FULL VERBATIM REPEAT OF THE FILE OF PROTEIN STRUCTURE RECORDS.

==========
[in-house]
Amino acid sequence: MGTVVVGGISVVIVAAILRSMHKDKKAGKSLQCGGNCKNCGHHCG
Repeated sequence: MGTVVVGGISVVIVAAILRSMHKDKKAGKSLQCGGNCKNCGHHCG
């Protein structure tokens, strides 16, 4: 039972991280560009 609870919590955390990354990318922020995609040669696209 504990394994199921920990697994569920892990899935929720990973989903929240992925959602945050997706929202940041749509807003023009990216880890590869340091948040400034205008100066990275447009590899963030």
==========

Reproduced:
[in-house]
Amino acid sequence: MGTVVVGGISVVIVAAILRSMHKDKKAGKSLQCGGNCKNCGHHCG
Repeated sequence: MGTVVVGGISVVIVAAILRSMHKDKKAGKSLQCGGNCKNCGHHCG
């Protein structure tokens, strides 16, 4: 039972991280560009 609870919590955390990354990318922020995609040669696209 504990394994199921920990697994569920892990899935929720990973989903929240992925959602945050997706929202940041749509807003023009990216880890590869340091948040400034205008100066990275447009590899963030």